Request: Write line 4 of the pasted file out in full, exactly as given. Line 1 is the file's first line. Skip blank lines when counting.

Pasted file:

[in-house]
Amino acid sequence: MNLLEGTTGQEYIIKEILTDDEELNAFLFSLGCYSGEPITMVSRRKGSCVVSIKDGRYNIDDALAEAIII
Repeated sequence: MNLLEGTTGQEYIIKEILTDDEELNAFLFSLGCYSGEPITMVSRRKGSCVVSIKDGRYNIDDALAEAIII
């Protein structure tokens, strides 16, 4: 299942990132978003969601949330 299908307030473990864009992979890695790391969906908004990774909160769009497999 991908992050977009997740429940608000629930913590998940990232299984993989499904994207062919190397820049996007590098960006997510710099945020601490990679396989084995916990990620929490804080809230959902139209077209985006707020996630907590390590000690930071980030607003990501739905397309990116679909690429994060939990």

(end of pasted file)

């Protein structure tokens, strides 16, 4: 299942990132978003969601949330 299908307030473990864009992979890695790391969906908004990774909160769009497999 991908992050977009997740429940608000629930913590998940990232299984993989499904994207062919190397820049996007590098960006997510710099945020601490990679396989084995916990990620929490804080809230959902139209077209985006707020996630907590390590000690930071980030607003990501739905397309990116679909690429994060939990």